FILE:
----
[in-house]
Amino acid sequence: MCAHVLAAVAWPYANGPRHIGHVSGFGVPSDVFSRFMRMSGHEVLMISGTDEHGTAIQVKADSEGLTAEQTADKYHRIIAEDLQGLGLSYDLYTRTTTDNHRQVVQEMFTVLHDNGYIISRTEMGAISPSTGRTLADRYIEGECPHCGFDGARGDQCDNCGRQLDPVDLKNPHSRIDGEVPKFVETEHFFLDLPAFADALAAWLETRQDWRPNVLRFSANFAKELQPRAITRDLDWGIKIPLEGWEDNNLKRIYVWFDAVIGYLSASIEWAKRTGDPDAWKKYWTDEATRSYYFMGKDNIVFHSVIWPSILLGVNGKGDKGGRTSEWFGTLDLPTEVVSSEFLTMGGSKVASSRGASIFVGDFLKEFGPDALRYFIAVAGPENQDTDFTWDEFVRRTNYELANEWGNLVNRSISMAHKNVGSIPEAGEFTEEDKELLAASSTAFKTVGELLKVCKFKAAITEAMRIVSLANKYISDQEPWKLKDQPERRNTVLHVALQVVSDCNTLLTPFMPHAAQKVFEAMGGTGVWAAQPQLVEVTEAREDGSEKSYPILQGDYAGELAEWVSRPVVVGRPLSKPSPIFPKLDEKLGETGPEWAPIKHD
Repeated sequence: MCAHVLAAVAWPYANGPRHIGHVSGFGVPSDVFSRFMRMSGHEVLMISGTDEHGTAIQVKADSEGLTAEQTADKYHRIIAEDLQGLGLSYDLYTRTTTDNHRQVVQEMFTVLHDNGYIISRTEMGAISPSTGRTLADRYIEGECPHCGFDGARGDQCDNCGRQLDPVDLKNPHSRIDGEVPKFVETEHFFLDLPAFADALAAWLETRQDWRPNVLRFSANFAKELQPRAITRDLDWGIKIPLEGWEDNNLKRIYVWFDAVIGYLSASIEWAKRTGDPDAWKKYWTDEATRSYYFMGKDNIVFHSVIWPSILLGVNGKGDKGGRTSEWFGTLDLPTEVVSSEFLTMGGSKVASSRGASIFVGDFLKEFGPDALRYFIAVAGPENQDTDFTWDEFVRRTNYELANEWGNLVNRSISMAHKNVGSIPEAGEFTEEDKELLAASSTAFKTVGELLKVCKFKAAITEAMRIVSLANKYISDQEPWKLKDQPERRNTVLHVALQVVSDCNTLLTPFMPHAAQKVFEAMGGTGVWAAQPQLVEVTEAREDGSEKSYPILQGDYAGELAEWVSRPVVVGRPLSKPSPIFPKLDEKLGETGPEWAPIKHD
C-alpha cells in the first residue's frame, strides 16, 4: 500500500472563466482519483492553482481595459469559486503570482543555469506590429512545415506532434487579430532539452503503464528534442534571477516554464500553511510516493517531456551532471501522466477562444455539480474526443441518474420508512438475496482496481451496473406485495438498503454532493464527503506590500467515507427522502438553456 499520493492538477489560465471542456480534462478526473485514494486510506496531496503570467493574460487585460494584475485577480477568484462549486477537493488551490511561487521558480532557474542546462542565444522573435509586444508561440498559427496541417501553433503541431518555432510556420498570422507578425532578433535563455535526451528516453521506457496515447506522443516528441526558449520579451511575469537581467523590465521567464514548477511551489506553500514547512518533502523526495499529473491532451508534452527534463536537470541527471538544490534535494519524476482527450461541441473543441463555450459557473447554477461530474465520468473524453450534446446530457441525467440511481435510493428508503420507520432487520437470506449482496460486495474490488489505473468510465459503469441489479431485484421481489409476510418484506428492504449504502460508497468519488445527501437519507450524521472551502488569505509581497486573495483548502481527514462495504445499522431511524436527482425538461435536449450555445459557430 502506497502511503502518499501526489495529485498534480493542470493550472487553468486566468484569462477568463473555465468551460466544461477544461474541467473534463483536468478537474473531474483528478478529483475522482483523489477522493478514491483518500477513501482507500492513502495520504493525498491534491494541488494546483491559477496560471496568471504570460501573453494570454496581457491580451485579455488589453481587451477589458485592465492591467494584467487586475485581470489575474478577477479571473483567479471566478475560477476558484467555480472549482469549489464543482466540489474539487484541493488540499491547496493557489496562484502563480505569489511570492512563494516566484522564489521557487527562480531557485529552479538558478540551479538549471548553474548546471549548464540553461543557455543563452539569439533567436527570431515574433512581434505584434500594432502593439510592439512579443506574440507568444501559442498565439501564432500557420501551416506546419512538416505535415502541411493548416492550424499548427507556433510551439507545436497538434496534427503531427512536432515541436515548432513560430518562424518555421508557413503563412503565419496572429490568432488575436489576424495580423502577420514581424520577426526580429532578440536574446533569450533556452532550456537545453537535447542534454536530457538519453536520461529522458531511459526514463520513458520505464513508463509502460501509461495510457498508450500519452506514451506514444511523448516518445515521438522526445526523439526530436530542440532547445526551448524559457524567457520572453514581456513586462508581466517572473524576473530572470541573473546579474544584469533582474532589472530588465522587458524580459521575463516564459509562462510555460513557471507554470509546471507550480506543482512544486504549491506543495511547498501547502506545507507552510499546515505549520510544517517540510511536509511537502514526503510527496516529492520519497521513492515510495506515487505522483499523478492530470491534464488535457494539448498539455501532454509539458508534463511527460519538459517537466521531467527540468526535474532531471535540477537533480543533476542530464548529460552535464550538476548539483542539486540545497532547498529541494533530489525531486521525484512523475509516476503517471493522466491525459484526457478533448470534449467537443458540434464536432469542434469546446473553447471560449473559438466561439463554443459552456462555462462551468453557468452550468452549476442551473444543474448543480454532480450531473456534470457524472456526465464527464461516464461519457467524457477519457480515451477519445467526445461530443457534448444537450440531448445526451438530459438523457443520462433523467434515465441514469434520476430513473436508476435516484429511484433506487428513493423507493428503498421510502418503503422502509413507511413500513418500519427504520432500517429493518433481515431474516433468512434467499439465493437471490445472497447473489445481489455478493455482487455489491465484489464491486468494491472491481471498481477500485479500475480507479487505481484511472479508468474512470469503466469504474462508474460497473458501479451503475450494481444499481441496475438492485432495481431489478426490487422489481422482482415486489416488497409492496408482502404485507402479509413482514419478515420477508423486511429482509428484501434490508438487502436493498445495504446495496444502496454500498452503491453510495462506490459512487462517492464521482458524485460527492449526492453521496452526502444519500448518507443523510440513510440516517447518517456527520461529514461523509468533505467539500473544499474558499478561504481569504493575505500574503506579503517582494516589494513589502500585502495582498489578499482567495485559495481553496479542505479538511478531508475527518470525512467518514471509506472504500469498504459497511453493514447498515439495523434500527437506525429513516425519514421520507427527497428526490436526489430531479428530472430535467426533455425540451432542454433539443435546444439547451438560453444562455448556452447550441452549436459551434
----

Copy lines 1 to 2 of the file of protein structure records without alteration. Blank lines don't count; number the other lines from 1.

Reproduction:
[in-house]
Amino acid sequence: MCAHVLAAVAWPYANGPRHIGHVSGFGVPSDVFSRFMRMSGHEVLMISGTDEHGTAIQVKADSEGLTAEQTADKYHRIIAEDLQGLGLSYDLYTRTTTDNHRQVVQEMFTVLHDNGYIISRTEMGAISPSTGRTLADRYIEGECPHCGFDGARGDQCDNCGRQLDPVDLKNPHSRIDGEVPKFVETEHFFLDLPAFADALAAWLETRQDWRPNVLRFSANFAKELQPRAITRDLDWGIKIPLEGWEDNNLKRIYVWFDAVIGYLSASIEWAKRTGDPDAWKKYWTDEATRSYYFMGKDNIVFHSVIWPSILLGVNGKGDKGGRTSEWFGTLDLPTEVVSSEFLTMGGSKVASSRGASIFVGDFLKEFGPDALRYFIAVAGPENQDTDFTWDEFVRRTNYELANEWGNLVNRSISMAHKNVGSIPEAGEFTEEDKELLAASSTAFKTVGELLKVCKFKAAITEAMRIVSLANKYISDQEPWKLKDQPERRNTVLHVALQVVSDCNTLLTPFMPHAAQKVFEAMGGTGVWAAQPQLVEVTEAREDGSEKSYPILQGDYAGELAEWVSRPVVVGRPLSKPSPIFPKLDEKLGETGPEWAPIKHD